DECEMBER 14, 2012—The Port of Hamburg Hamburg was the first continental European port of call on the maiden voyage of the mega containership CMA CGM Marco Polo. The 16,020-TEU boxship was handled at the HHLA Container Terminal Burchardkai.
The new flagship of French shipping company CMA CGM, the Marco Polo is currently the largest capacity containership in the world. It has a length of 396 meters long and beam of 53.6 meters.
The ship sails the FAL1 service on the most important international trade route between the Far East and Northern Europe, which is the most important shipping region for the Port of Hamburg.
DISTINCTIVE SHIP OF 2012
With the Marco Polo, CMA CGM has once again taken on a pioneering role in the development of ship sizes. It is the first of three ships in this class that will be named for great explorers.
Beyond its sheer size, the CMA CGM Marco Polo incorporates some of environmentally friendly technology. For example, the ship is fitted with a twisted leading edge rudder that improves the hydrodynamics of the vessel and reduces energy consumption and CO2 emissions. Its electronically controlled engine consumes an average of 3 percent less fuel and 25 percent less lube oil. The optimized hull design reduces energy consumption even further.
The innovative CMA CGM Marco Polo was named one of Marine Log’s Distinctive Ships of 2012. The other award-winning vessels included:
Al-Idrisi, hopper suction dredger, built by STX Offshore & Shipbuilding
American Phoenix, Jones Act product tanker, completed by BAE Systems Southeast Shipyards
Basle Express, containership, built by Hyundai Heavy Industries Ltd. Co.
Bneider, product tanker, built by Daewoo Shipbuilding & Marine Engineering
Brightoil Gravity, Very Large Crude Oil Carrier, built by Hyundai Heavy Industries
Elka Leblon, shuttle tanker, built by STX Offshore & Shipbuilding
Glovis Challenge, RO/RO car carrier, built by Hyundai Heavy Industries
JS Amazon, Ultramax Crown63 bulk carrier, built by Sinopacific Shipbuilding’s Yangzhou Dayang Shipyard
Nave Cassiopeia, product carrier, built by Sungdong Shipbuilding & Marine Engineering
PTSC Bien Dong 01, Floating Storage Offloading vessel, built by Sungdong Shipbuilding & Marine Engineering
Sonangol Porto Amboim, crude oil carrier, built by Daewoo Shipbuilding & Marine Engineering Co. Ltd.
STX Arborella, wood pulp carrier, built by STX Offshore & Shipbuilding
PORT OF HAMBURG PREPARED FOR LARGER SHIPS
Larger ships increase the ecological quality of the transport chain – even more so when they sail far inland and their cargo is then transported by feeder ships or rail further inland in Europe. With feeders accounting for a high 25 percent of seaborne handling and a rail share of more than 70 percent in land-based long-distance traffic, the HHLA container terminals in Hamburg build ecologically outstanding transport chains. Hamburg’s land routes towards Central and Eastern Europe are also 250 to 450 kilometers shorter than for the westerly ports in the North Range.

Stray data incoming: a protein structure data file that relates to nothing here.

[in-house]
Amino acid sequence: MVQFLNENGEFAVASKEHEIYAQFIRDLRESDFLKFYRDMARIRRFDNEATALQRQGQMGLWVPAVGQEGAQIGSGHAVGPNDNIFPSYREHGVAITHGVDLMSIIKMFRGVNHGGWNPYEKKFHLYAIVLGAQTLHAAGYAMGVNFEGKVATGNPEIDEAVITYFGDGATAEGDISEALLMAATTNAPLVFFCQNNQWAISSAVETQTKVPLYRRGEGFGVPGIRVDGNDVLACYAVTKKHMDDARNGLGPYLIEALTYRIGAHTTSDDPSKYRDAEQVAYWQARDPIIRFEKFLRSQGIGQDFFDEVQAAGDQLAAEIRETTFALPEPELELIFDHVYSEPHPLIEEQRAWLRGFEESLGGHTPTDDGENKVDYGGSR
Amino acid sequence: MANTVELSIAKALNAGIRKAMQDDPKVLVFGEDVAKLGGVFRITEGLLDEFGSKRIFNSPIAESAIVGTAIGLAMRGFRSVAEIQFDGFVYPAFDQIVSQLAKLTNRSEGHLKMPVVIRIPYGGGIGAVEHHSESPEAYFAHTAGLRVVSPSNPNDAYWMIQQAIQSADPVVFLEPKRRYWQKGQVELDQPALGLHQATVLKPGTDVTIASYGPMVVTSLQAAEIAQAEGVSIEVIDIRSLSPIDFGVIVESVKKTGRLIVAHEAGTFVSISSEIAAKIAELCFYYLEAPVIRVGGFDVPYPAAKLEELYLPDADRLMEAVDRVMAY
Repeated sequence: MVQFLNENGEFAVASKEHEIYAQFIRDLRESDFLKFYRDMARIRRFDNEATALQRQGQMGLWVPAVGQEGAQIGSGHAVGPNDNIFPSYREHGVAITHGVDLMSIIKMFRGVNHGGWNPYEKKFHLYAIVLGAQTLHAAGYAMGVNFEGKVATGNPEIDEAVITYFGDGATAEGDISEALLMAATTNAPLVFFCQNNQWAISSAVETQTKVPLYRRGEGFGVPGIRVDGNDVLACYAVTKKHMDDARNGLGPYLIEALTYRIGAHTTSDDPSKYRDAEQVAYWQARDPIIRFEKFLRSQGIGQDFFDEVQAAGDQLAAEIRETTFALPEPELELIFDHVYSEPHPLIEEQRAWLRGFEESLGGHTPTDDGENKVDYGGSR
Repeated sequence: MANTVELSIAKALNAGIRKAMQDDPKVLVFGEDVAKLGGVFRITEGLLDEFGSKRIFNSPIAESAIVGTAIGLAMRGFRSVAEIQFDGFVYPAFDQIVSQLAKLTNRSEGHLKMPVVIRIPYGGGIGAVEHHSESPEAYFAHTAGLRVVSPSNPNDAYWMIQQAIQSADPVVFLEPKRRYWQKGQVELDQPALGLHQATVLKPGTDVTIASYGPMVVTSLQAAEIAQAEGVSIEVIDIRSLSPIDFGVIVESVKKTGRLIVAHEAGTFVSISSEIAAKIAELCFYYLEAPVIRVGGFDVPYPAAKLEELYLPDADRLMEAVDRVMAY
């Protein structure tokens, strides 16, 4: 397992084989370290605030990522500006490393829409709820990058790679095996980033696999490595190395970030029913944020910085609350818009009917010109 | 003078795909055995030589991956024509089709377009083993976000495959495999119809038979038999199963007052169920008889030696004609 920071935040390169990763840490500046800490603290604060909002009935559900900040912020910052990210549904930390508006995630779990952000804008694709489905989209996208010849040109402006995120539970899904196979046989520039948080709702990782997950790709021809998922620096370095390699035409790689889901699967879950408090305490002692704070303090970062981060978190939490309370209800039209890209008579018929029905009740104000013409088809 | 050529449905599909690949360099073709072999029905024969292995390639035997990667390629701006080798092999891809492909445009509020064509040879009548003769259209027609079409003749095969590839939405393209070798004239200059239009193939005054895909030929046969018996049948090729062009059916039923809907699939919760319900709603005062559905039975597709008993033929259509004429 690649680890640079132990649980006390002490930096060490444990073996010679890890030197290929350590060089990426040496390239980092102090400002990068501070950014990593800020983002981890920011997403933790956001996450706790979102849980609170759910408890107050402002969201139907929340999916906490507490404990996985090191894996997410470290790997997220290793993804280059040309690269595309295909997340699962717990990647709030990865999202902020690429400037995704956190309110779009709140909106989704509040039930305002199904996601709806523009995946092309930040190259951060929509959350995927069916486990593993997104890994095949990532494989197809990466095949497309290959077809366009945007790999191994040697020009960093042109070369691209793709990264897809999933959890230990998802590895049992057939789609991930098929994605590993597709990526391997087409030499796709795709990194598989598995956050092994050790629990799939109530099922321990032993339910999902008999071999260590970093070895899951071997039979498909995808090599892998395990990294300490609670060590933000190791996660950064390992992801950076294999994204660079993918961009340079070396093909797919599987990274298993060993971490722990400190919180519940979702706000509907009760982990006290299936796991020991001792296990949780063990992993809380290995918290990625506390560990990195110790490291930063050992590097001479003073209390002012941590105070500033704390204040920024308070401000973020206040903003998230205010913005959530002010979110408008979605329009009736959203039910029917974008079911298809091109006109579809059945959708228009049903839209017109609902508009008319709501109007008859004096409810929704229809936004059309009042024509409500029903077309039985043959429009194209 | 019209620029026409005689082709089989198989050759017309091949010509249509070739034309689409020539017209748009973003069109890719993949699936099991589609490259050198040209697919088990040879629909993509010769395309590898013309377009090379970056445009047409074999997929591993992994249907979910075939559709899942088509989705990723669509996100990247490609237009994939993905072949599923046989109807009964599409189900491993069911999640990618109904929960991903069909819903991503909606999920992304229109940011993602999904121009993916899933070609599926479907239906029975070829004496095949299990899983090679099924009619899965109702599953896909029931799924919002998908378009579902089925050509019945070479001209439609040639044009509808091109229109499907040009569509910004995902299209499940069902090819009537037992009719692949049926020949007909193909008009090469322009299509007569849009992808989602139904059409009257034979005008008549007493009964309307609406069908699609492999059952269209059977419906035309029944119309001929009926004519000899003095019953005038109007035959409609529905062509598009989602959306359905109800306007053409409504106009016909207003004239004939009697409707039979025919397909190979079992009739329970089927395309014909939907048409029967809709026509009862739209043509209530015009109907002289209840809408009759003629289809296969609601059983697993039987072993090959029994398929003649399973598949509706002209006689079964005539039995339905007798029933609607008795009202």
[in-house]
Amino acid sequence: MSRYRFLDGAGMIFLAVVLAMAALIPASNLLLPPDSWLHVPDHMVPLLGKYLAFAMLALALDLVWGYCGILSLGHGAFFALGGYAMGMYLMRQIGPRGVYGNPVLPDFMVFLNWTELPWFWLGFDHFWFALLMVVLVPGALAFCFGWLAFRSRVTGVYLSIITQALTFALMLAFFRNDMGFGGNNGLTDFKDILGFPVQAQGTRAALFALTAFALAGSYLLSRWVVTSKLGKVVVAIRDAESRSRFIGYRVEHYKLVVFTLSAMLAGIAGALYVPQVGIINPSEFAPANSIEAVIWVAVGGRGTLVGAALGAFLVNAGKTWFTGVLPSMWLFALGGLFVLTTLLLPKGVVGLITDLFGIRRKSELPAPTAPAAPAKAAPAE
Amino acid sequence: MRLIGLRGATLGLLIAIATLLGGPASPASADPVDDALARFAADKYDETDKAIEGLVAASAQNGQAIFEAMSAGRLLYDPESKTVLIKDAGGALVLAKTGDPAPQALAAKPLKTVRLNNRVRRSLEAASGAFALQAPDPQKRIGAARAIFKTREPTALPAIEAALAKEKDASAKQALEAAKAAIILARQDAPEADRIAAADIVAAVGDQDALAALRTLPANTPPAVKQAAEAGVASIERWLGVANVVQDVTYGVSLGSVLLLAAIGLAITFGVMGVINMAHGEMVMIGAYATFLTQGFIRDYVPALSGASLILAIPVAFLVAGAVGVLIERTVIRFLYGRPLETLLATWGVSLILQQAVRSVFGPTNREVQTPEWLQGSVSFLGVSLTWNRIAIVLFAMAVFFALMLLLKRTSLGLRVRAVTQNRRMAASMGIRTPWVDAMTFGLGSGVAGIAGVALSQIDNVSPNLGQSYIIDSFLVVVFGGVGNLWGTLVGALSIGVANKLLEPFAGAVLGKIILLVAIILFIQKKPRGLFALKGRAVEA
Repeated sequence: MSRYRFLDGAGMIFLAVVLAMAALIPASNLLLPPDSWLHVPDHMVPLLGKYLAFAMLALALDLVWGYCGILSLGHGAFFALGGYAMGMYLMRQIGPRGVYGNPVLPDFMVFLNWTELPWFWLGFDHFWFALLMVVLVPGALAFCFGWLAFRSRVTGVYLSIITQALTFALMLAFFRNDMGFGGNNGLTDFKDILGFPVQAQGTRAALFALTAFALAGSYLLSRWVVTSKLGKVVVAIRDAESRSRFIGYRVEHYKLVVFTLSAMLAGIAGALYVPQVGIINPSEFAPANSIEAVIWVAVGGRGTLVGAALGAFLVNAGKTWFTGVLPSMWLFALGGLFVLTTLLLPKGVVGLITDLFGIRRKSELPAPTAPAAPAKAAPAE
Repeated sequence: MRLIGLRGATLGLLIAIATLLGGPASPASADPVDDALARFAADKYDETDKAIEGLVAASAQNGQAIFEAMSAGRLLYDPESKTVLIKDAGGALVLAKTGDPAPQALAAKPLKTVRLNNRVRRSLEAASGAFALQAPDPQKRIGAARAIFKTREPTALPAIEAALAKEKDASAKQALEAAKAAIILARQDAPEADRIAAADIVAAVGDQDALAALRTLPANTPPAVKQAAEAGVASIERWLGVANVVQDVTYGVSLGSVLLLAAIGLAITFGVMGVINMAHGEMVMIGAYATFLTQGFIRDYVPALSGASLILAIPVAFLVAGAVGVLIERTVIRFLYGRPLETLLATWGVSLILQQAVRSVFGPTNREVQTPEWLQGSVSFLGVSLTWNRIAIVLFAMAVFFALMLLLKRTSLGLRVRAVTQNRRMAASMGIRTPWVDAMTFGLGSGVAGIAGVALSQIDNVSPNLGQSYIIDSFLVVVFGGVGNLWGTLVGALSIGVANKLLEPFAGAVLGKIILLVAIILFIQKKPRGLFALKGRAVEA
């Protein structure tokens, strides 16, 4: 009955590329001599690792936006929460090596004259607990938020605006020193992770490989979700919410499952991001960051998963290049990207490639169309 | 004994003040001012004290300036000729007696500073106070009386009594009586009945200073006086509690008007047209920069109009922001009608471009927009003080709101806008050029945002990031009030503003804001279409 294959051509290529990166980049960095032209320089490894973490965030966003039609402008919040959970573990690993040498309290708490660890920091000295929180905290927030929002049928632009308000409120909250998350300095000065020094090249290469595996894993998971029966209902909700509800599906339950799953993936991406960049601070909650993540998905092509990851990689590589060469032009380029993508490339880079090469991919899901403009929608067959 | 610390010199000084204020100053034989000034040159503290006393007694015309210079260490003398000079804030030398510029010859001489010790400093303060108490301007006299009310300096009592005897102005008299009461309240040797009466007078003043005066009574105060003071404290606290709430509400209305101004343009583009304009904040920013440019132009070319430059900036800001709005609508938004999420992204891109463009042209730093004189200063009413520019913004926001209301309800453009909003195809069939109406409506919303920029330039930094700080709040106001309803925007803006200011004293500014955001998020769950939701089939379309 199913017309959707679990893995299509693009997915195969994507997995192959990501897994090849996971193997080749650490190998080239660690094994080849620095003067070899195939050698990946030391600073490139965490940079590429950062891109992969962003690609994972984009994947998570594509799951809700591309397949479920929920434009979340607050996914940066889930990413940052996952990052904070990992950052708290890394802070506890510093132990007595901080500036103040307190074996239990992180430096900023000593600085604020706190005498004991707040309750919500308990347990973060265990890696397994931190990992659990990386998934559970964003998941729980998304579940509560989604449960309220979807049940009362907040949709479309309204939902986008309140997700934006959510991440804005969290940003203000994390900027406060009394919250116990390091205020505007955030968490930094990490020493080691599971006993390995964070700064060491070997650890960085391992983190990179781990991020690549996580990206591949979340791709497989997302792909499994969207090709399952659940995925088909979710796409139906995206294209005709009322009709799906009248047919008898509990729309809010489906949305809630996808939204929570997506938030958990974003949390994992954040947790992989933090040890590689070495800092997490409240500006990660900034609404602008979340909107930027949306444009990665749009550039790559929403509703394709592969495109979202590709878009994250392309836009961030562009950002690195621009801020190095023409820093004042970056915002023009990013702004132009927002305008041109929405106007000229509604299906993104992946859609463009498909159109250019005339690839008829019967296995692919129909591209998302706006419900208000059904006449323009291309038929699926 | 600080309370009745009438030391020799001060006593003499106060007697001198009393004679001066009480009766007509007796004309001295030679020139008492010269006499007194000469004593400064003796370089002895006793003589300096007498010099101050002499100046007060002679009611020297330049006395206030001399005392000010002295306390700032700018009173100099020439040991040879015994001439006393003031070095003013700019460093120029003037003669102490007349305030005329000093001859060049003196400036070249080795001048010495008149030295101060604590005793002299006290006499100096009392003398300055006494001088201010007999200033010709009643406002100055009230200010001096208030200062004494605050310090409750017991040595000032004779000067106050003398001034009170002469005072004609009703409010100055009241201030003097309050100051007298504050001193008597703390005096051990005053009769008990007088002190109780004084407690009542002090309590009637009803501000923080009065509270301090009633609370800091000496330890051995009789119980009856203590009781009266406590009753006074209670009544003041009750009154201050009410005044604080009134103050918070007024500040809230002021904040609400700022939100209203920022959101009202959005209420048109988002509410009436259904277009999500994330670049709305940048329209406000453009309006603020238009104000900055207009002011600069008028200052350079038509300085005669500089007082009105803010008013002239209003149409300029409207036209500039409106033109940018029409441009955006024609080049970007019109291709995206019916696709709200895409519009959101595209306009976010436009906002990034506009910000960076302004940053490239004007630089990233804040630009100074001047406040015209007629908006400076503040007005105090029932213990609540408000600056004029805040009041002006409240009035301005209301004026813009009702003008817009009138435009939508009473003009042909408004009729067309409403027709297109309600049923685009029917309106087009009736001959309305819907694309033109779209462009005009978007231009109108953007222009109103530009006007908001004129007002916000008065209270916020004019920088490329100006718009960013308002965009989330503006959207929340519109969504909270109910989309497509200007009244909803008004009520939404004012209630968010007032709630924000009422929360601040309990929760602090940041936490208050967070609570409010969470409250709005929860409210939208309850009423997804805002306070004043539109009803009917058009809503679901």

“Thanks to its good hinterland connections to Central and Eastern Europe and the excellent trans-shipment link to the Scandinavian and Baltic regions, CMA CGM made a
conscious decision that its ships, such as the CMA CGM Marco Polo, should call at Hamburg. We have to bring our ships as close as possible to our customers, who appreciate the Port of Hamburg as much as we do. The delay in the dredging of the river Elbe makes it more difficult for us to enable dependable handling, because even now we can only sail upriver under restrictions due to very narrow tide windows and the limited draft for ever-larger vessels,” explained Reinhard Peschel, Managing Director of CMA CGM Deutschland GmbH.
The cooperation between everyone involved at the Port of Hamburg and on the river Elbe is being intensified in order to optimize the handling of a growing number of ships with a capacity of more than 10,000 TEU now and in future. “For us, this entails close collaboration with the Port Control Center in Brunsbüttel, the harbor master’s office of the HPA and the pilots on the river and in the port. To improve our traffic services even further, we are adding staff at the Feeder Logistics Center, which we operate jointly with Eurogate, in order to support the coordination of mega-ship traffic from there in future,” said Dr. Stefan Behn, HHLA Executive Board member for the Container Segment.
To boost the performance of the CTB and develop its capacities in line with demand, Hamburger Hafen und Logistik AG (HHLA) has invested some EURO 400 million in its largest terminal over the past few years. One focus was on the modern mega-ship berths with tandem gantry cranes that can load or discharge four 20-foot containers or two 40-foot containers in a single movement. “We have specifically prepared the Burchardkai for handling the latest generation of container
mega-ships. Continuous innovation and the great dedication of our staff keep our terminals at the top of the European rankings,” added Dr. Behn.
“The Port of Hamburg is an attractive hub for the really big ships, as is now shown by the first visit of a 16,000 TEU vessel. To ensure that it can fulfill this key function even better in the future, I am hoping for a swift decision from the Federal Administrative Court on the start of work to dredge
the shipping channel,” explained Claudia Roller, CEO Port of Hamburg Marketing. Roller observes a growing number of Ultra Large Vessels in the Port of Hamburg.
In 2011, vessels with a length of more than 330 meters and/or wider than 45 meters called 894 times at the port.